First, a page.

What does your perfect day look like? If you haven’t had one lately, describe it here; then go make it happen. Come back again and tell us what mischief you made.

Shirley Showalter


  1. DazyDayWriter on September 30, 2010 at 12:11 am

    I loved this … pictures, poetry, pie … the perfect combination! Spent the day editing poetry, so this is a pleasant diversion. Thanks! A good friend is visiting next week (haven’t seen her in 6 years), so there will be some perfect days then I’m sure! If you get time, fun things happening in SunnyRoomStudio @ — does the weather impact your mood, your productivity? Talking about the wind, in particular! Just a hint … 🙂 Hope there are many more perfect days on the horizon for you and your readers. –Best, Daisy

    • shirleyhs on September 30, 2010 at 1:10 am

      Daisy, I did stop by to leave a comment. We both seem to be highly influenced by weather. Last time we were on the Kal-Haven Trail, the wind was fierce, blowing down branches in our path and fighting us every inch of the way as we traveled west. This time there was very little wind and lots of sun. A very pleasant combination!

  2. Saloma Furlong on September 30, 2010 at 12:43 am

    Shirley, your day sounds absolutely divine! My perfect day would look very much like what you just shared… I haven’t ever been to Minnesota, so that would also be a treat. I love bicycling, good food, perfect autumn days, and good poetry.

    Thank you very much for sharing such an inspiring day.


    • shirleyhs on September 30, 2010 at 1:12 am

      Saloma, the Kal-Haven Trail is in Michigan. It connects Kalamazoo, where I live, to South Haven, one of the lovely resort towns along the shore of Lake Michigan. Hope you have many lovely fall days in store also! I’ll have to go check out what you have been up to lately.

  3. Rachel on September 30, 2010 at 1:50 am

    This post brought such a smile to my face, Aunt Shirley. Wow–you indeed captured quite the perfect autumn day. And that blueberry pie looked oh-so-delish! Glad you and Uncle Stu are enjoying the weather and all the little things that can make a day extra special! 🙂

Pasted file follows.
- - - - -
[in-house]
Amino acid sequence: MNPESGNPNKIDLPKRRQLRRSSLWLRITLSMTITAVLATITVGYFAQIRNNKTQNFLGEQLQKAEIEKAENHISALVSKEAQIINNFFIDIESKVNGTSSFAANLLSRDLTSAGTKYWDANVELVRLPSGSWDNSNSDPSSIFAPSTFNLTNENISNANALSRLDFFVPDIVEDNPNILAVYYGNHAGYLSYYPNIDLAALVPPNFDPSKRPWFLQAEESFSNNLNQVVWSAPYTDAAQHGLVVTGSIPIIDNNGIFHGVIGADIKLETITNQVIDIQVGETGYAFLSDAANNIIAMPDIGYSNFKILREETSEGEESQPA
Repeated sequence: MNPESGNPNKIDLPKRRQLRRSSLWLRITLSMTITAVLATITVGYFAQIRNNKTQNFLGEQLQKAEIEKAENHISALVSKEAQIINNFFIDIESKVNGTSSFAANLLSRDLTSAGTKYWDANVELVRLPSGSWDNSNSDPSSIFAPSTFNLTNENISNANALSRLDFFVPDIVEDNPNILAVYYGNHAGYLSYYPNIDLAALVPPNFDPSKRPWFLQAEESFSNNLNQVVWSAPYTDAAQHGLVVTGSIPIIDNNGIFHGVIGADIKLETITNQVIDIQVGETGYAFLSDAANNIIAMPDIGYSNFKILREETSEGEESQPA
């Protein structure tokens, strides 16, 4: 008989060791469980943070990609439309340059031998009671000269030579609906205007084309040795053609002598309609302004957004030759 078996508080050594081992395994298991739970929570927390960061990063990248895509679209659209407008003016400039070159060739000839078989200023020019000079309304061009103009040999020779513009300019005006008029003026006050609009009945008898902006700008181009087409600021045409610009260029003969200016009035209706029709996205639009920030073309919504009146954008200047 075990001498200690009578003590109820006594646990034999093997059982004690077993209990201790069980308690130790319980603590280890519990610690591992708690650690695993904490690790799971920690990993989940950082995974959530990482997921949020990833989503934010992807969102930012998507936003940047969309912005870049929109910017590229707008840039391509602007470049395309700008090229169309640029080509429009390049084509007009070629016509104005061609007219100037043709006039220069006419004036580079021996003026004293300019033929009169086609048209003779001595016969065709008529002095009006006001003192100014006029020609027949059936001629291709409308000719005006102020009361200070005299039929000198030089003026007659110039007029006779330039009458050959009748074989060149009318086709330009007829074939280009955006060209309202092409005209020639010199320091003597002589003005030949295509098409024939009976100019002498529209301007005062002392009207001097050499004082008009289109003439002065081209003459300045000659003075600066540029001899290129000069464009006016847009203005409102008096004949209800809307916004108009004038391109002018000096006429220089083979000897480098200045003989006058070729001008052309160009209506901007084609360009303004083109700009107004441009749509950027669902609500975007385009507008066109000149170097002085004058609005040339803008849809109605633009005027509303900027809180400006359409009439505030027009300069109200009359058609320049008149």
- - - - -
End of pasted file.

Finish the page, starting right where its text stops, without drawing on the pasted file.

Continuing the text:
• shirleyhs on September 30, 2010 at 2:38 am

      Hi, Rachel, thanks for stopping by. That pie was fabulous! The goulash not so much, in my opinion. Fortunately, Uncle Stu was quite happy with it. My soup was first-rate. It’s an honor to make you smile–just like you make me smile when you write about the adventures of Gillian.

  4. Richard Gilbert on October 1, 2010 at 12:30 am

    Lovely, Shirley. September is a subtle month, at least compared with October, which always gets star billing!

  5. shirleyhs on October 1, 2010 at 12:49 pm

    Yes, that’s the word, Richard. “Subtler.” Just a bare hint of color in the trees. Warm breezes with cool undertones. Insect and bird symphonies. A few remnants of summer in blooming bushes and flowers. Not spectacular like an oil painting. More like a water color. Thanks for the mot juste!

  6. GutsyWriter on October 5, 2010 at 7:43 pm

    Love your new FRESH blog. It’s been a while since I visited and now you’ve made me dream of the Fall, which is not the same in California. At least I can think of my son in Ann Arbor during those descriptive moments you shared. Did you not have WordPress theme before? I thought so.

    • shirleyhs on October 5, 2010 at 7:53 pm

      Welcome back, Sonia! Does your visit mean that your revisions are finished??

      Yes, four seasons are wonderful. If only we could shorten the next one to arrive by about three months, then Michigan would be a perfect place to live. 🙂

      The new look comes from a new WordPress theme and the fact that wordpress is now hosting the blog also. I got hacked on my old blog. My dear son migrated everything to wordpress hosting.